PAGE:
Flash forward to the early 20th Century USA, and physicians were painfully aware that facilities for treating mentally ill people needed to be ... well... just a lot better. It was with a spirit of progressive optimism that the Forest Haven Asylum opened its doors for patients in 1925. As Vintage News reports, the new facility was built to provide a more enlightened approach to mental health care. The hope was that patients wouldn't feel judged or punished for their condition in this place. On the contrary, those admitted to the Forest Haven Asylum would be welcomed as valued contributors to a thriving farming community, where they'd have a chance to feel valued and included while also receiving cutting-edge treatment (presumably not involving leeches).

The Forest Haven Asylum was built to give hope to everyone who crossed its threshold, and a chance to flourish.

So, what happened?

According to Atlas Obscura, money happened — or more accurately, a distinct lack of it. By the 1960s, funding for this vast and ambitious institution began to dwindle. As cutbacks bit into the facility's profits, one-by-one those wholesome recreational activities gradually fell away. Staff became disgruntled. Skilled practitioners and care providers left, and a new workforce of under-skilled and poorly motivated staff took their place. And the biggest victims of this whole defunding tragedy were, of course, the patients. As The Line Up describes in The Misery of Forest Haven Asylum, by the time the turbulent '60s swaggered into view, the facility was "no longer a utopian society, but a place of disposal for the troubled, the unwanted, and the misdiagnosed."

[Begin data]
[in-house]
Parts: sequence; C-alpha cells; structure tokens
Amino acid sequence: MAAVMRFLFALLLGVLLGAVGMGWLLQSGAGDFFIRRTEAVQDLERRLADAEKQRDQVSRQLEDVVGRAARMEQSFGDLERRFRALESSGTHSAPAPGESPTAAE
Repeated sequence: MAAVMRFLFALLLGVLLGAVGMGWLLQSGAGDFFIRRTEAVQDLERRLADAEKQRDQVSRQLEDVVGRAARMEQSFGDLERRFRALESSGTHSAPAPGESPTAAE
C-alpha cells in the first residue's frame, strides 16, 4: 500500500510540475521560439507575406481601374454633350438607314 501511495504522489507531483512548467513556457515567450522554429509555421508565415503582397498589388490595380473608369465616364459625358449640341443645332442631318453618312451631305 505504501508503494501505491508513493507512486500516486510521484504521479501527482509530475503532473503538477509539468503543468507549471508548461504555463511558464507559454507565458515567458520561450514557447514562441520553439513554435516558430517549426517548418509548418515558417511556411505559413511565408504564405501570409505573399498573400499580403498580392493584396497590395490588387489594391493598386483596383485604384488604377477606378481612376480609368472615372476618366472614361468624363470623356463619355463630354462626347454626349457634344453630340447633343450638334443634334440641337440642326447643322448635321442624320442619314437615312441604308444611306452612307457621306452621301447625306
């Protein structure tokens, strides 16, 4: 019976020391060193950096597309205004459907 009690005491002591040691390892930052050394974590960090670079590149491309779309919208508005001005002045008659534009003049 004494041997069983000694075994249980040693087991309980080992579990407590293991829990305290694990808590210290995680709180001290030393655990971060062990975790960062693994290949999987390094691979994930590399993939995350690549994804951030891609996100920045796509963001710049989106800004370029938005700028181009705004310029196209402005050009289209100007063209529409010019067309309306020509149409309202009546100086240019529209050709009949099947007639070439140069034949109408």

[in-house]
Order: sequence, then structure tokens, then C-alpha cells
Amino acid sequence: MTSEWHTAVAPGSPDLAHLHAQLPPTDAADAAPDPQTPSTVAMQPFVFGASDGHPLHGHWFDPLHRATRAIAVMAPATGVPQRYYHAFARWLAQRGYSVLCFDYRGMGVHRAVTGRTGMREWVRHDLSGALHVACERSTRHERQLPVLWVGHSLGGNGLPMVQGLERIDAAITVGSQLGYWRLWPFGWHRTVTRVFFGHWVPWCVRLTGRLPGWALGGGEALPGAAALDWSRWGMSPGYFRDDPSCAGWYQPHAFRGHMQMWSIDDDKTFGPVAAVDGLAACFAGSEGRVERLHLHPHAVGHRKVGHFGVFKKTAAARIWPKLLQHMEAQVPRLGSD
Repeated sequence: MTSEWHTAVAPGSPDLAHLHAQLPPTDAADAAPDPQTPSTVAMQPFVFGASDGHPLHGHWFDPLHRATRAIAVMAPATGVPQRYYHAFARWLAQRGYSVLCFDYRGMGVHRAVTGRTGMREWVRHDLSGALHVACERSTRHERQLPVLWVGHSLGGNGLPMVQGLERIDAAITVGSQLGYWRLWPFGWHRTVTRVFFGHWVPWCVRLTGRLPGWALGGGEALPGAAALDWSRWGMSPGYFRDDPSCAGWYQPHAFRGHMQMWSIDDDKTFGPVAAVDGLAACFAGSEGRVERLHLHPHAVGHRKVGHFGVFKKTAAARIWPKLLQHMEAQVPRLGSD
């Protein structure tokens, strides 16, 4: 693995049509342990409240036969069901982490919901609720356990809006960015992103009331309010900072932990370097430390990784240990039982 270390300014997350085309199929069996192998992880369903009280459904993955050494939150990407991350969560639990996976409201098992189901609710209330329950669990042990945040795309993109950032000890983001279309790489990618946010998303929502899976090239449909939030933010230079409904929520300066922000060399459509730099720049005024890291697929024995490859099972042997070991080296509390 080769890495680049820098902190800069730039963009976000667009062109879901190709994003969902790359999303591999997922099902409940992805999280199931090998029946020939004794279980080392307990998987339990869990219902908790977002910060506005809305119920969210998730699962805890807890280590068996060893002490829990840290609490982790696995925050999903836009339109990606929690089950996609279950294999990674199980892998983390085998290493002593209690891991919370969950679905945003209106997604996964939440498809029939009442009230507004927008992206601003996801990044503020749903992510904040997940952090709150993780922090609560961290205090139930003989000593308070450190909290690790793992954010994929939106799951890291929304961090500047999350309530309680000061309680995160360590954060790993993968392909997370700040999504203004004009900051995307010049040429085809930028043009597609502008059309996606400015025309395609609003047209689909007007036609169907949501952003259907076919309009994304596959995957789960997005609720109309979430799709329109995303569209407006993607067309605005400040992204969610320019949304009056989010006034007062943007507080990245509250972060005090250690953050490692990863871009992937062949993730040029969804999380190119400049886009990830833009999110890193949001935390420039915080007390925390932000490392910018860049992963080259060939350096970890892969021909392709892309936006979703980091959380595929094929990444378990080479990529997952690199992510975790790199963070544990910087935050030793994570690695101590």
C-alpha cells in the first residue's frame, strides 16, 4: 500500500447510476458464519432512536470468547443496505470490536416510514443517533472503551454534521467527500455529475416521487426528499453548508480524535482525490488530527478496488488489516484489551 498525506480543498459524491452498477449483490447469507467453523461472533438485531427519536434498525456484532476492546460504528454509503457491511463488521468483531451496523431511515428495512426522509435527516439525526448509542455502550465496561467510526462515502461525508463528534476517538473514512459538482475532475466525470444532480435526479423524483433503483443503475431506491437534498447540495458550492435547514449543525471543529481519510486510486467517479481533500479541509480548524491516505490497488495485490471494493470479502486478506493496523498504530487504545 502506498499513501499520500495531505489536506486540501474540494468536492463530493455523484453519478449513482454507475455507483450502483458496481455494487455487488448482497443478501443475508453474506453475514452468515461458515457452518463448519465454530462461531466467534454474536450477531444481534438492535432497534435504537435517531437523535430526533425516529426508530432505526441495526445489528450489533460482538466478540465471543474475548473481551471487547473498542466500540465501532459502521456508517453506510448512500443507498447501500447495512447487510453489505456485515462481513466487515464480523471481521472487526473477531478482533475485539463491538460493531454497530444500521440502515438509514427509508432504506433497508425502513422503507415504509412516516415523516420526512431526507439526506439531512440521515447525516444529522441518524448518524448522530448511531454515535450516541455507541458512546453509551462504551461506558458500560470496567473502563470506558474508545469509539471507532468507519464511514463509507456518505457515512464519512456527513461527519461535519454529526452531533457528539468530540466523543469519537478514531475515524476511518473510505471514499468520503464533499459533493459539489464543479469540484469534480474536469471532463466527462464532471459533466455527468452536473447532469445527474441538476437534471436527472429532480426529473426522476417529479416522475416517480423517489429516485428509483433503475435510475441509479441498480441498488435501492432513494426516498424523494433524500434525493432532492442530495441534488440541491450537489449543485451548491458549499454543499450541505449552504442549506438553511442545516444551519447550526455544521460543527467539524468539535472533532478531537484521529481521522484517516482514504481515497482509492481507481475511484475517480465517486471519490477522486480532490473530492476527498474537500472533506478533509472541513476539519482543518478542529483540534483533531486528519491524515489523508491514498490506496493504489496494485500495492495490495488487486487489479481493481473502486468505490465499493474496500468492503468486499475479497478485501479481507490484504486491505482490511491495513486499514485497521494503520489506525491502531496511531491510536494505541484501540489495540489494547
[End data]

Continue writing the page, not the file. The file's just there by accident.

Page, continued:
With lack of resources came neglect, and neglect slowly morphed into blatant abuse. Doctors (many of them declared medically incompetent by the state of Maryland) left patients to languish in padded cell isolation. As DCist reports, then-director of the DC Department of Human Services gave an account of seeing "nude residents paraded outdoors to be hosed down by staff members." The asylum became a place of nightmare.